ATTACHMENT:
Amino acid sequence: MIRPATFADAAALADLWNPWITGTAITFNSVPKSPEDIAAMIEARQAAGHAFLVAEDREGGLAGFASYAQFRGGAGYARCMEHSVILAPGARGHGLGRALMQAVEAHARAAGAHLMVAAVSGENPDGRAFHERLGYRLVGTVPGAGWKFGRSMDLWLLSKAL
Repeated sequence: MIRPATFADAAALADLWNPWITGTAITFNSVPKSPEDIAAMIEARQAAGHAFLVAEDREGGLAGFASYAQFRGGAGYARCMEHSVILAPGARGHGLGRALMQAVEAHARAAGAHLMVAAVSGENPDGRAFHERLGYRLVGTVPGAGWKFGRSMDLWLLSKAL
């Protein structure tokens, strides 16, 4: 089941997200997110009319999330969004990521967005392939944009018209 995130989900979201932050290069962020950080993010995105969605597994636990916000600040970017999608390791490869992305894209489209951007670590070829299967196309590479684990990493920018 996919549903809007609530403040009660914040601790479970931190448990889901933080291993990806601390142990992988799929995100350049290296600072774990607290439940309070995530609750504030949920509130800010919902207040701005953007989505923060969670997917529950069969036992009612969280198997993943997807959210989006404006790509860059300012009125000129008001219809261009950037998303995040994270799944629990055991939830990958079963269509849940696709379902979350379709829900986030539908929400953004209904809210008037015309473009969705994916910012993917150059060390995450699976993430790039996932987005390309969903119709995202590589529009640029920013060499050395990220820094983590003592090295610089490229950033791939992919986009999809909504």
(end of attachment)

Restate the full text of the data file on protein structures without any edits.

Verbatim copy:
Amino acid sequence: MIRPATFADAAALADLWNPWITGTAITFNSVPKSPEDIAAMIEARQAAGHAFLVAEDREGGLAGFASYAQFRGGAGYARCMEHSVILAPGARGHGLGRALMQAVEAHARAAGAHLMVAAVSGENPDGRAFHERLGYRLVGTVPGAGWKFGRSMDLWLLSKAL
Repeated sequence: MIRPATFADAAALADLWNPWITGTAITFNSVPKSPEDIAAMIEARQAAGHAFLVAEDREGGLAGFASYAQFRGGAGYARCMEHSVILAPGARGHGLGRALMQAVEAHARAAGAHLMVAAVSGENPDGRAFHERLGYRLVGTVPGAGWKFGRSMDLWLLSKAL
């Protein structure tokens, strides 16, 4: 089941997200997110009319999330969004990521967005392939944009018209 995130989900979201932050290069962020950080993010995105969605597994636990916000600040970017999608390791490869992305894209489209951007670590070829299967196309590479684990990493920018 996919549903809007609530403040009660914040601790479970931190448990889901933080291993990806601390142990992988799929995100350049290296600072774990607290439940309070995530609750504030949920509130800010919902207040701005953007989505923060969670997917529950069969036992009612969280198997993943997807959210989006404006790509860059300012009125000129008001219809261009950037998303995040994270799944629990055991939830990958079963269509849940696709379902979350379709829900986030539908929400953004209904809210008037015309473009969705994916910012993917150059060390995450699976993430790039996932987005390309969903119709995202590589529009640029920013060499050395990220820094983590003592090295610089490229950033791939992919986009999809909504």